Removing religion from the word blessing, it is more satisfying to argue that a synesthete is blessed because biologically, synesthesia is conjectured to be the results from an excess of neural connections between associated sensory modalities, and having an abundance of neural connections increases the complexity in the permutation of sensory perception Grapheme_color_synesthetesupon receiving a particular stimulus, enriching the experience of living.  I like to think that a grapheme-color synesthete sees rainbows when others see strings of numbers. So by not such a long leap, an engineer can also see poetry in logic equations. After all, Omar Khayyam, he who wrote these immortal lines Rubaiyat



also wrote Treatise on Demonstration of Problems of Algebra in which he provided a geometric method for solving cubic equations by intersecting a hyperbola with a circle. The Rubáiyát, gilded and bound in leather, was among the high school graduation presents I received many years ago. The melancholy pleasure afforded when I read those lines for the first time still resonates; the neurons that make up this experience feel immortal and ephemeral at the same time.


It was still early summer in Seattle. A walk with the sea on one side and lush gardens full of delphiniums on the other side heightened all senses just like this poem does.


Tangles of seaweed enhanced the fecund smell of the sea. The receding tide was to reach -2.5 soon.   Following her mama, a  baby eagle took wings, screeching excitedly. For a moment, the gratitude of being was almost overwhelming, making superfluous the knowledge that  synesthesia can be selectively augmented with cathodal stimulation of the primary visual cortex.

Thank you for the topic, dear Muse.



  1. Many thanks to the poet Jay Wright for writing Light’s Interrupted Amplitude.
  2. All scientific information on synesthesia is from
  3. The dragonfly photo is from
  4. A brief biography of Omar Kayyam is from
  5. The image of Omar Kayyam is from
  6. The mathematical manuscript image is from



Posted in Biology, brain, Jay Wright, neurons, synesthesia, Uncategorized | Tagged: , , , , | Leave a Comment »

The Poetry Of Memory

Posted by xbanguyen on November 29, 2015

DreamCarLast night I saw my father smiling broadly behind the wheel of a shiny Vetta. The chrome trims, the cream leather,  accents the color of ocean made my admiration for the automobile felt normal, Vetta a normally coveted make of cars believable the way memory recalled in dreams reinvented itself effortlessly, imposing itself nonchalantly. Where those fragments of memory go when the dreams recede I do not know. I only know that bits of that dream hung on as I woke. The familiar sense of loss returned, but this time a little less pronounced because I was busy reaching toward the source of those fragments, the hippocampus of dreams where my father still writes poetry.

Is it the hippocampus of dreams that I should seek? To answer the question I would need to know whether my quest is for a long term explicitlimbic or implicit memory.  The biology students among us already know that explicit memory involves conscious awareness, recording facts, events,  objects, people and places via the hippocampus and adjacent cortex, whereas implicit memory is acquired unconsciously to store perceptual and motor skills, requiring not the hippocampus but the cerebellum, the striatum, and the amygdala.   Do you find it difficult to reconcile the association of those tangible biological parts to such gossamer things like memory?  It has been shown experimentally that the human brain contains about 86 billions neurons.  A single neuron can have up to a thousand synapses, the units of information storage for short-term memory. The engineer in me dispassionately appraised the experiment’s method of counting neurons whereas that other part of me recited from memory the poems I read to my father, over and over again because his short term memory was not what it had been.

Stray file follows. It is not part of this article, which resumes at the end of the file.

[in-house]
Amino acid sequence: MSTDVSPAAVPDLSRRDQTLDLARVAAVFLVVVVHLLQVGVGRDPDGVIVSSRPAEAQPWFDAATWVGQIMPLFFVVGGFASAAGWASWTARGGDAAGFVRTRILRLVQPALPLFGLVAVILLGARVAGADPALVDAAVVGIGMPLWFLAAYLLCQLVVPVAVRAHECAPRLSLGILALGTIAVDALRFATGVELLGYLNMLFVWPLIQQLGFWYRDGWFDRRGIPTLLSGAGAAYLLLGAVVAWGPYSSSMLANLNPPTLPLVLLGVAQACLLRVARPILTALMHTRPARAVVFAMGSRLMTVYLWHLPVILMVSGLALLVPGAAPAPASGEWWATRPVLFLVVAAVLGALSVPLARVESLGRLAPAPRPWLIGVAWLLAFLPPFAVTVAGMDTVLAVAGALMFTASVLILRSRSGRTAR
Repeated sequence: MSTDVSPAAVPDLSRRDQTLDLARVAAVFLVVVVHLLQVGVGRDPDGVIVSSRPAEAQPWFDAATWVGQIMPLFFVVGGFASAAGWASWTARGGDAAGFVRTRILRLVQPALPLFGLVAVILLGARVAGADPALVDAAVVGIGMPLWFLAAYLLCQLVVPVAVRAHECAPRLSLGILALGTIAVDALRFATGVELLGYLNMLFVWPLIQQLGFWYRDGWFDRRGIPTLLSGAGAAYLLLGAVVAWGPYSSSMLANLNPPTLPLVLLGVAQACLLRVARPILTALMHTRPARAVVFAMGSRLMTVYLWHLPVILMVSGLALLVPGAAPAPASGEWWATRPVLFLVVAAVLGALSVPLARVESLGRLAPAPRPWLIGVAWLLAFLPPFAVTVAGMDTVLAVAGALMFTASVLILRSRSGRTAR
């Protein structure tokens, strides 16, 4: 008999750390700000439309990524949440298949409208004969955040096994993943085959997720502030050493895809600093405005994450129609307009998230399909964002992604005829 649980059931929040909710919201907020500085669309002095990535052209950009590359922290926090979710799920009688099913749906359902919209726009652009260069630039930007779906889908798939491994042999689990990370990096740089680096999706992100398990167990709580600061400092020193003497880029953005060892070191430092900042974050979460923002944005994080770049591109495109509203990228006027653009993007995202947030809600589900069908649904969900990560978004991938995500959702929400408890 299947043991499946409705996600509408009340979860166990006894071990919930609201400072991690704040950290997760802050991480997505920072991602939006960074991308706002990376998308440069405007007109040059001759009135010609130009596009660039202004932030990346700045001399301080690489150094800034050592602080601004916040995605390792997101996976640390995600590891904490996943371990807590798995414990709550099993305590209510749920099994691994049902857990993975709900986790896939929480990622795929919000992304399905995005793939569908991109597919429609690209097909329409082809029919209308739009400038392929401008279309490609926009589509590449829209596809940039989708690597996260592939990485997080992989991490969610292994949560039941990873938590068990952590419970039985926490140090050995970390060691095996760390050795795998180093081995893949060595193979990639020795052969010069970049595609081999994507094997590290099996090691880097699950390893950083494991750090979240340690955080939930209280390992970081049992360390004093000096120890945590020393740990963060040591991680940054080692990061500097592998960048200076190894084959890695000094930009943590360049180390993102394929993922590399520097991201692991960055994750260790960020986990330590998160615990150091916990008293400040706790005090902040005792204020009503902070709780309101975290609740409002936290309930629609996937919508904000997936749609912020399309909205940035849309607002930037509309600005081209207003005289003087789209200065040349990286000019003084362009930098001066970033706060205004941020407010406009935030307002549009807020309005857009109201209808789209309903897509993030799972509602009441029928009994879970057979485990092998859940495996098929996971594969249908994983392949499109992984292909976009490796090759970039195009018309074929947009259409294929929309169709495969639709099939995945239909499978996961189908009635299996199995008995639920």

neuronAs far back as I could remember, my father wrote poetry.  He wrote each of us a poem to celebrate our births. He wrote about ordinary happenings such as the time when he showed his little sister the newly hatched chicks, about his empathy for the Quynh flowers that bloomed at midnight with no one watching, about running out of tea when a friend visited.  Later,  I think he found poetry cathartic as he tried to work out the helplessness he felt after finding refuge in another country, as evident in this poem.


moonThe moon was a recurrent image in his poetry. Even toward the end when his memory had all but gone, he smiled when I read one of his favorite stanzas of “Chinh Phu Ngam” to him, the one where the drumbeats on the long rampart shook the moon.  By then he had stopped writing, and suddenly his numerous poems were no longer enough, sad poems, happy poems, and the poems he wrote for my mother, the love of his life for sixty years. She went first and I could not bear it when he asked after her, her for whom he wrote this poem:


I got up early and went to work in the garden this morning. The blue sky, clear and crisp, made it impossible to brood. The autumn joy sedium, confined to a container, had withered. But at its base I spied some new green. I lifted it up gently and placed it securely under a piece of earth across from the heritage rose. It will bloom again next year.  I thought about the many roses in my father’s garden. I still don’t know if there is an afterlife, but I am thankful that my father’s love of gardening and, especially, his love of poetry live on in me.


Thank you for helping me heal, dear Muse.



  1. The limpic drawing is from
  2. The moon drawing is from
  3. The sedium photograph is from
  4. Most of the brain and memory information is from
  5. The number of neurons is from
  6. The turquoise car photo is from,

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A Simulated Sky